I do as well. In fact, on my last journey I carried an easily accessible trunk bag on the rear rack where I kept things I was likely to routinely need during the day. It was in addition to the small handle bar bag where I carried immediate requirements (camera, snacks, small battery. etc.). I found it very inconvenient, at least compared to traditional panniers, for things like picking up daily groceries, retrieving the water filter, getting out so food for lunch etc. In all fairness, my complaint is not entirely with the charger. The BOB drybag has a traditional roll-top design with the 'ears' buckled at the base of the bag, both front and read. The problem is that with the bag installed in the trailer, it is very difficult to get to the buckles in order to release them. Generally, I have to remove the charger from the top of the bag, remove the bag from the trailer, and finally open the bag. The process is reversed when it comes time to stow everything away. I am working on a custom strap that would allow me to buckle the drybag at the top, thereby allowing me to access the contents of the bag while still in the trailer.
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Old 08-04-20, 05:23 PM
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Four pieces of para cord hold mine down. Knots are easy to tie/untie, adaptable to changing size and shape of the support, and don't cost much
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Old 08-04-20, 06:43 PM
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Originally Posted by Pratt View Post
Four pieces of para cord hold mine down. Knots are easy to tie/untie, adaptable to changing size and shape of the support, and don't cost much
Could you combine Pratt's idea with two trailer length tubes to lift the panel (lean to style)?
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Old 08-05-20, 12:48 PM
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I like this idea of solar power a lot, so Iíll probably eventually try something like this. 😎 Too bad someone doesnít just invent a helmet with built in solar panels. High-viz green, of course. 🙄😁
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Old 08-08-20, 06:29 PM
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I have a 16 watt RavPower solar charger myself, I don't have a trailer but I just strap mine with bungee cords to the holes in the charger opened on top of the tent on the rear bike rack.

I wasn't sure how well the solar thing would work but after using it several times I really like it, the only problem is lack of sun, so I bought a Anker 10,000 amp hour powerpack that is fully charged, so if there is no sun I just use the battery backup, I can charge both my iPhone and my two lights from that battery and still have 1/2 a battery left. When the sun is out I can recharge a 5% charged phone to 100% in 4 hours with the Nekteck, that's only an hour longer than the wall charger will take!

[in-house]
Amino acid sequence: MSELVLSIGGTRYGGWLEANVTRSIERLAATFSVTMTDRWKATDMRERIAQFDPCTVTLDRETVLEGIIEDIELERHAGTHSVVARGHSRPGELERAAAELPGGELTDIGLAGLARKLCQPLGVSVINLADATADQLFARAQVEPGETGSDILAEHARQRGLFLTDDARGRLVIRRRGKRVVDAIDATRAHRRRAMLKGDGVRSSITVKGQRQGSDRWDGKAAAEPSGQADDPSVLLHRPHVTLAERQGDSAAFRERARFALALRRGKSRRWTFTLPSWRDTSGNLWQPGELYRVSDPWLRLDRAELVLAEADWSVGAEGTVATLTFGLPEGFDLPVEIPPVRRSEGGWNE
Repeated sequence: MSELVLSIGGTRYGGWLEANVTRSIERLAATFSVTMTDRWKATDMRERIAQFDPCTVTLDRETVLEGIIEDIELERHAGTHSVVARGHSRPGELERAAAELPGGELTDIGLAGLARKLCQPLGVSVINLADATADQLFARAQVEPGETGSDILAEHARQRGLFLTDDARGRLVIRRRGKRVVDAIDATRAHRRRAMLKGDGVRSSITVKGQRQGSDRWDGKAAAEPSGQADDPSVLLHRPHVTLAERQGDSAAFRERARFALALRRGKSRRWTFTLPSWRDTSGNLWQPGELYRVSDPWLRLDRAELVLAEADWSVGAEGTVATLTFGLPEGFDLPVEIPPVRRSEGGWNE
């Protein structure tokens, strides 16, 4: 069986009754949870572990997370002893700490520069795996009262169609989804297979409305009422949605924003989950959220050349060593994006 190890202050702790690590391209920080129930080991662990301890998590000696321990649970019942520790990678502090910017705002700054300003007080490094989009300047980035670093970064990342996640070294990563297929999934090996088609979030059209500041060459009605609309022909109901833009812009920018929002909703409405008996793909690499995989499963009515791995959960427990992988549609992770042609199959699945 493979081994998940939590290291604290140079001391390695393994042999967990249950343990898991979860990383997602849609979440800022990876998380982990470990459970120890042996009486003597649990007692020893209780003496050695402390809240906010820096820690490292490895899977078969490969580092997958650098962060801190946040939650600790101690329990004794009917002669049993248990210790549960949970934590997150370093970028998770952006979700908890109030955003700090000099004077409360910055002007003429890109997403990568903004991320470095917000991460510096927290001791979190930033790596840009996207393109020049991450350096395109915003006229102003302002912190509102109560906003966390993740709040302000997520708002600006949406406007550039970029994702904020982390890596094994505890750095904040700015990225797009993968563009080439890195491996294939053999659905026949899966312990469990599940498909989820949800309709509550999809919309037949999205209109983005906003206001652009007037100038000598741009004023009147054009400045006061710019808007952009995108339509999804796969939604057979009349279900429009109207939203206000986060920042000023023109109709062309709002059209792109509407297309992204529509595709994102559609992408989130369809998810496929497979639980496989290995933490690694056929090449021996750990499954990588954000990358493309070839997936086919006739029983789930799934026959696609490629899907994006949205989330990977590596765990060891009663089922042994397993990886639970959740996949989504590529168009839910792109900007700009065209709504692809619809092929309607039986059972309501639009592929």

If you go with a solar don't go with anything less or more than a 16 watt unit, going less than 16 watts will take about twice as long to charge stuff, and while 21 watts is faster but you add another pound of weight, so you have to decide if you want to deal with the extra weight to get faster charging times or go for less weight and slower charging times. And you should get a backup battery, but I got a 10,000 one because it was only $14, but also the larger ones weigh quite a bit more, so I don't want the weight. Of course in case of emergency, you haven't had sun for a week, take your wall charger cords. But since I got the solar I've done several camping trips and haven't needed to use the backup battery.

Those powerpacks with a solar panel built on one side of the battery do not work well at all, I have a friend who bought one, and after a full day in the sun the powerpack battery wasn't even 1/4th charged! He sent it back. He found out later that you have to keep those charged fully off the wall and not to rely on the solar panel...well then why attach a solar panel to the powerpack? Anyway he ended up with something similar to what I got just a different brand, he paid more than I did but they both work just as good when we tested them. Anyway be careful buying these solar panel chargers because some do not get good reviews, one in particular costs 3 times as much as mine did and in tests I saw the one I got actually outperformed the expensive one.

The other think I do for tent lighting is using a Luci inflatable solar powered lantern, this thing is fantastic, I used it for 5 nights in a row and the darn charge level lights are still on full afterwards! And it casts enough light to read by easily. HOWEVER do not get the model that promises it can charge your phone, it can't, the solar panel is far too small to do that in a timely fashion, unless you allowed it 4 days to do it. The only battery powered light I have is a small Nebo Slim 400 lumen light that is very, well, slim, and it fits into the handlebar bag taking up next to nothing in space; because the one I have is not rechargeable I carry a set of AAA batteries in case the first set dies, but I don't use the light much, just rely on the Luci light; they don't make that AAA version anymore. I think the new rechargeable one would be great so then all you have to do is recharge it with the solar panel system.

Anyway, do your research before buying a solar unit, it has to fit for your needs, and the panels need to be the most efficient ones you can find, my research turned up the RavPower unit, your research could turn up something different.
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Old 08-08-20, 06:50 PM
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^^^ Looks like good advice, thanks. 👍 Part of why Iím dragging my feet about it is, I have one of those 10,000 amp batteries, too. It takes a long time to charge, but it recharges my iphone 6 plus a few times, which is pretty darn decent. 🙂

So really, I just want something to keep my battery topped up good, over the course of normal riding.

EDIT: Adding a pic. I forgot how much capacity I have, got this blackweb battery pack on sale, at a Fryeís Electronics. 😎


Last edited by stardognine; 08-08-20 at 09:25 PM.